- Steady – A steady leader will take as much time as possible in coming to a decision, concerned that the decision made too rashly will prevent consideration of all options. Projects are reviewed constantly to ensure that they are on track and correctly handled, and meetings will often cover every option in the project over and over again to ensure that everythig that can be thought of has been thought of. The key to getting an idea approved with this sort of leader is to ensure its quality, and carefully thought out: this sort of leader will take the option that he or she is certain is best, not the one delivered quickest.
- Unstructured – An unstructured leader is less concerned with how a project is finished than he or she is with the fact that it gets finished. Timelines, charters, and meetings are all likely to be deemed either unnecessary or of low importance. Tasks may not be assigned to team members, or they may be given great freedom in the manner in which they complete tasks. This sort of leader has great trust in his team to do the right thing at the right time, and values creative solutions to ordinary issues. When new or strange issues come up, this sort of leader is unphased, and he or she will generally "roll with the punches" in order to keep a project moving.
- Precise – A precise leader is interested in the process of completing a project, believing that the outcome is dependant on that project's process. Structure is required, and meetings will often be held to check up on where team members are in their assigned timelines or tasks. Much organization goes into this sort of leadership, and a logical progression from task to task is required. Planning sessions are often a vital part of this leader's style. New issues can break a precise leader, and he or she may not know what to do if a timeline breaks down or a task is delayed.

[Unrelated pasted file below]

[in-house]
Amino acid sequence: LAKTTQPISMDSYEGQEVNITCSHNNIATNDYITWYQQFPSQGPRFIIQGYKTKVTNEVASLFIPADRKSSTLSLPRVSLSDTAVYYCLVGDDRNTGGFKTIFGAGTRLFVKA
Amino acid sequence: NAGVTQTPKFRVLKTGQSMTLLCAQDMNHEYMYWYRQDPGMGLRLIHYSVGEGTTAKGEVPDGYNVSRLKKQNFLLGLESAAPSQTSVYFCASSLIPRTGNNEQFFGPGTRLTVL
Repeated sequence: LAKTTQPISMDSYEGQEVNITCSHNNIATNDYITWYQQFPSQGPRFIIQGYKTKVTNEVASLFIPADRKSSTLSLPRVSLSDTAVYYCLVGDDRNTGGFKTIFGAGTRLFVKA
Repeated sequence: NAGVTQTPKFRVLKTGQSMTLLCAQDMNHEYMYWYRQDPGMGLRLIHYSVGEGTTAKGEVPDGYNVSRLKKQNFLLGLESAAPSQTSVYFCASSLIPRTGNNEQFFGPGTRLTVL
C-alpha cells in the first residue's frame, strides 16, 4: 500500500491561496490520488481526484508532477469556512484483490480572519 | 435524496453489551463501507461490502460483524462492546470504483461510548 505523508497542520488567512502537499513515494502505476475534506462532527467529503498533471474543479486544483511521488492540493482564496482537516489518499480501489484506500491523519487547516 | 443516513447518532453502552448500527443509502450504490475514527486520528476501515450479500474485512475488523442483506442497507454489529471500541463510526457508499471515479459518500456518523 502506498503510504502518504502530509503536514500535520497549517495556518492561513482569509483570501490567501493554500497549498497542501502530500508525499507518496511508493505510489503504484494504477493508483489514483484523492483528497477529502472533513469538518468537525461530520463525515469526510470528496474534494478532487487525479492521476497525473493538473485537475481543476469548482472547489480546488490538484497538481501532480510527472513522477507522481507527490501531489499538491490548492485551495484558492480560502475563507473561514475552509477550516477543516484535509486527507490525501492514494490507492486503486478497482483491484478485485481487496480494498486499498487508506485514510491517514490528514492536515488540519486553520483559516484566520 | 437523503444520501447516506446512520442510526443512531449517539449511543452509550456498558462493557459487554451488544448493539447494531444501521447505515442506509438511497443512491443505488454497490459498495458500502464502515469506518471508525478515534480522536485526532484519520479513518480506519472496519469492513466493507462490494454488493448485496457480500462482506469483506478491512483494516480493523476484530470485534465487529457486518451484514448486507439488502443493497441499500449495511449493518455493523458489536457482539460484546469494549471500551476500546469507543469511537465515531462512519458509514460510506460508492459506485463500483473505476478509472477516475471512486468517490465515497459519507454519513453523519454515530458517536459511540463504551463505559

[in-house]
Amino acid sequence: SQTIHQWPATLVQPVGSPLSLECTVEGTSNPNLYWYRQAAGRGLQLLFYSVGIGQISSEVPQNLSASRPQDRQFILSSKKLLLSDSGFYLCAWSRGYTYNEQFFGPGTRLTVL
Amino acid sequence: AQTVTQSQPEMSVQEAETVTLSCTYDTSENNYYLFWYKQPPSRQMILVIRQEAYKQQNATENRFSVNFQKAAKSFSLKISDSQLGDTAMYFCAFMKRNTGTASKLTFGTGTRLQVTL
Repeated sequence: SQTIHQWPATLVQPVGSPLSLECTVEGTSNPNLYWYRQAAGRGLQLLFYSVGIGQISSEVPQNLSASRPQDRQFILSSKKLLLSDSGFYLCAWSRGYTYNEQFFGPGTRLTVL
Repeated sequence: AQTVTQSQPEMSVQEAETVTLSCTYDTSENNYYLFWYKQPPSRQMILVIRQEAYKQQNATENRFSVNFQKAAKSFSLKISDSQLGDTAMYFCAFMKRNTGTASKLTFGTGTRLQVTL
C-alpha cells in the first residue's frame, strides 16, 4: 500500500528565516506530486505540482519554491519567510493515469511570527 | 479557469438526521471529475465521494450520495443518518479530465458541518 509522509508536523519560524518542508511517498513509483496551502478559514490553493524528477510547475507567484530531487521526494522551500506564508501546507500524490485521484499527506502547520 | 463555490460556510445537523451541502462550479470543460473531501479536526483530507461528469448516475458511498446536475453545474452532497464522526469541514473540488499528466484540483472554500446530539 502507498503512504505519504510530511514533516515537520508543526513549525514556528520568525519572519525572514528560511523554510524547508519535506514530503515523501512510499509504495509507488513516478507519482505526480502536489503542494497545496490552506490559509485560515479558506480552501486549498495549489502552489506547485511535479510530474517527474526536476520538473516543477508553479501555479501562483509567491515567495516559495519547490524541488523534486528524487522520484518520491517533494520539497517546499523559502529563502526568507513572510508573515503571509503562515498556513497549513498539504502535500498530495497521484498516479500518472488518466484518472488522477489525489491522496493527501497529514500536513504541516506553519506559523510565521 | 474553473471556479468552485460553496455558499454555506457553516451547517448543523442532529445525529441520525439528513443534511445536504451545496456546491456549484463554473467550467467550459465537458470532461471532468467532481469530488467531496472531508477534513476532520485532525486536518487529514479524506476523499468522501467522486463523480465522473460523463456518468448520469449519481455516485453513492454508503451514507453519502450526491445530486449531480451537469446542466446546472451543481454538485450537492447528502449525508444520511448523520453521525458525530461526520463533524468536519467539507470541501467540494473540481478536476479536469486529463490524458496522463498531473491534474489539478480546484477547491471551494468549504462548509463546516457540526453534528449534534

The following table lays out the eight factors based on traits (described below):
Getting Your Way
How you express your thoughts and opinions: are you indirect in expression, or direct?
Responding to Others
How you approach and respond to others: are you reserved, or are you outgoing?
The speed at which you make decisions and take actions: are your decisions/actions always urgent, or are they steady?
Dealing with Details
How you structure time and organize tasks: are you unstructured, or precise in your structure?
||Getting Your Way
||Responding to Others
||Dealing with Details
I am an unstructured, steady, reserved, indirect leader. I have a great amount of trust in those I work with, assuming that they will get the job done with little hands-on nudging from me (though timely coaching may be required from time to time). I prefer to ensure that the decisions reached are the best ones, not the quickest, and I like to hear and discuss every option before settling on one. I prefer to spend my time listening to the issues people have and encouraging them on a one-on-one basis. I like to ask questions that lead to new and interesting answers, as I generally see the process of asking quetions out loud and receiving answers to be extremely helpful, as I tend to not have the answers myself most of the time. I also like to recognize individuals and encourage that sort of feeling of accomplishment wherever I can.